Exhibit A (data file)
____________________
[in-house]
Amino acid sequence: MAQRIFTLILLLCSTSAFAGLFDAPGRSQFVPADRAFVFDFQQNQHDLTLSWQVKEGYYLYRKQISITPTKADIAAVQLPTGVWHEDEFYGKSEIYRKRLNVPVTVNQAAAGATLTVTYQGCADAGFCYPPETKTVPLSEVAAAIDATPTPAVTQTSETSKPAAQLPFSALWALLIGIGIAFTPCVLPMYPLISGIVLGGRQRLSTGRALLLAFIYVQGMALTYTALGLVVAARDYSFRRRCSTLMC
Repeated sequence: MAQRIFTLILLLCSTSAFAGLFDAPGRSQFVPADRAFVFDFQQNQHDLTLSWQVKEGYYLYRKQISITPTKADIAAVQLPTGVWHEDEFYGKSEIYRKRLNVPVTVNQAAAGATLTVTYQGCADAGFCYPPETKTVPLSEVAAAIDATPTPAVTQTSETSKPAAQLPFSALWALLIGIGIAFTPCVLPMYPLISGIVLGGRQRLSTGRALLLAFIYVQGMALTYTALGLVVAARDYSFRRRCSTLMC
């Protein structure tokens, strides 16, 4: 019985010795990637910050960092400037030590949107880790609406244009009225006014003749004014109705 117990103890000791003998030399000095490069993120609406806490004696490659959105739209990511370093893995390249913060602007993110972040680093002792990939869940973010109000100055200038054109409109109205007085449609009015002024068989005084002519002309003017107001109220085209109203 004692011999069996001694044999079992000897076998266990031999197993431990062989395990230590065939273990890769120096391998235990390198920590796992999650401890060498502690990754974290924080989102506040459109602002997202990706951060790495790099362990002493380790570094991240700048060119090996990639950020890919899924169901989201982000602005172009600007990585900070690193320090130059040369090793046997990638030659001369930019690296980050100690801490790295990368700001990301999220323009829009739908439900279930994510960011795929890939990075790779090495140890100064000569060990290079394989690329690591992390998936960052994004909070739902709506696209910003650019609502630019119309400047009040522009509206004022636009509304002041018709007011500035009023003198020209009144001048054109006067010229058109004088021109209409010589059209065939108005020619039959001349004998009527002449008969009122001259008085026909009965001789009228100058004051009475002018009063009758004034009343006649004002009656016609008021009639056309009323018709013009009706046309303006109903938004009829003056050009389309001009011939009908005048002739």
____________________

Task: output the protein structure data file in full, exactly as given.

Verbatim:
[in-house]
Amino acid sequence: MAQRIFTLILLLCSTSAFAGLFDAPGRSQFVPADRAFVFDFQQNQHDLTLSWQVKEGYYLYRKQISITPTKADIAAVQLPTGVWHEDEFYGKSEIYRKRLNVPVTVNQAAAGATLTVTYQGCADAGFCYPPETKTVPLSEVAAAIDATPTPAVTQTSETSKPAAQLPFSALWALLIGIGIAFTPCVLPMYPLISGIVLGGRQRLSTGRALLLAFIYVQGMALTYTALGLVVAARDYSFRRRCSTLMC
Repeated sequence: MAQRIFTLILLLCSTSAFAGLFDAPGRSQFVPADRAFVFDFQQNQHDLTLSWQVKEGYYLYRKQISITPTKADIAAVQLPTGVWHEDEFYGKSEIYRKRLNVPVTVNQAAAGATLTVTYQGCADAGFCYPPETKTVPLSEVAAAIDATPTPAVTQTSETSKPAAQLPFSALWALLIGIGIAFTPCVLPMYPLISGIVLGGRQRLSTGRALLLAFIYVQGMALTYTALGLVVAARDYSFRRRCSTLMC
């Protein structure tokens, strides 16, 4: 019985010795990637910050960092400037030590949107880790609406244009009225006014003749004014109705 117990103890000791003998030399000095490069993120609406806490004696490659959105739209990511370093893995390249913060602007993110972040680093002792990939869940973010109000100055200038054109409109109205007085449609009015002024068989005084002519002309003017107001109220085209109203 004692011999069996001694044999079992000897076998266990031999197993431990062989395990230590065939273990890769120096391998235990390198920590796992999650401890060498502690990754974290924080989102506040459109602002997202990706951060790495790099362990002493380790570094991240700048060119090996990639950020890919899924169901989201982000602005172009600007990585900070690193320090130059040369090793046997990638030659001369930019690296980050100690801490790295990368700001990301999220323009829009739908439900279930994510960011795929890939990075790779090495140890100064000569060990290079394989690329690591992390998936960052994004909070739902709506696209910003650019609502630019119309400047009040522009509206004022636009509304002041018709007011500035009023003198020209009144001048054109006067010229058109004088021109209409010589059209065939108005020619039959001349004998009527002449008969009122001259008085026909009965001789009228100058004051009475002018009063009758004034009343006649004002009656016609008021009639056309009323018709013009009706046309303006109903938004009829003056050009389309001009011939009908005048002739």